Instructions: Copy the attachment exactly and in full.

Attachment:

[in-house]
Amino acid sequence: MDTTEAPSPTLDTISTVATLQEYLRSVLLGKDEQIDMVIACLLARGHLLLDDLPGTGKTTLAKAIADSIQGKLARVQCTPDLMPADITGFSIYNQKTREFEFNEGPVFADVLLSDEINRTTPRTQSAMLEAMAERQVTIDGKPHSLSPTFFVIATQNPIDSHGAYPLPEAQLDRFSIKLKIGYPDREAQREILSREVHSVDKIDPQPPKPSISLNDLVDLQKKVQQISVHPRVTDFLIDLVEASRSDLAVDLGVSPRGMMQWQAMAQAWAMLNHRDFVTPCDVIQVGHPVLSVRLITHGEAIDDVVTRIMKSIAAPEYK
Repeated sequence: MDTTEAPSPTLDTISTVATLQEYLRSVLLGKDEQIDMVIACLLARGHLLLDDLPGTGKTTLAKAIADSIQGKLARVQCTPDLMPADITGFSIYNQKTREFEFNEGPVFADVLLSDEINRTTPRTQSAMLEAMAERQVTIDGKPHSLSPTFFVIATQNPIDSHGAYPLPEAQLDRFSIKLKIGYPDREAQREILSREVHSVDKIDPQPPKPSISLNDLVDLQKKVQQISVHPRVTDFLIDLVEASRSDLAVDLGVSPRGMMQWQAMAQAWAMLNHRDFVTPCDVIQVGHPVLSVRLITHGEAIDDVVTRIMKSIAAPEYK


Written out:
[in-house]
Amino acid sequence: MDTTEAPSPTLDTISTVATLQEYLRSVLLGKDEQIDMVIACLLARGHLLLDDLPGTGKTTLAKAIADSIQGKLARVQCTPDLMPADITGFSIYNQKTREFEFNEGPVFADVLLSDEINRTTPRTQSAMLEAMAERQVTIDGKPHSLSPTFFVIATQNPIDSHGAYPLPEAQLDRFSIKLKIGYPDREAQREILSREVHSVDKIDPQPPKPSISLNDLVDLQKKVQQISVHPRVTDFLIDLVEASRSDLAVDLGVSPRGMMQWQAMAQAWAMLNHRDFVTPCDVIQVGHPVLSVRLITHGEAIDDVVTRIMKSIAAPEYK
Repeated sequence: MDTTEAPSPTLDTISTVATLQEYLRSVLLGKDEQIDMVIACLLARGHLLLDDLPGTGKTTLAKAIADSIQGKLARVQCTPDLMPADITGFSIYNQKTREFEFNEGPVFADVLLSDEINRTTPRTQSAMLEAMAERQVTIDGKPHSLSPTFFVIATQNPIDSHGAYPLPEAQLDRFSIKLKIGYPDREAQREILSREVHSVDKIDPQPPKPSISLNDLVDLQKKVQQISVHPRVTDFLIDLVEASRSDLAVDLGVSPRGMMQWQAMAQAWAMLNHRDFVTPCDVIQVGHPVLSVRLITHGEAIDDVVTRIMKSIAAPEYK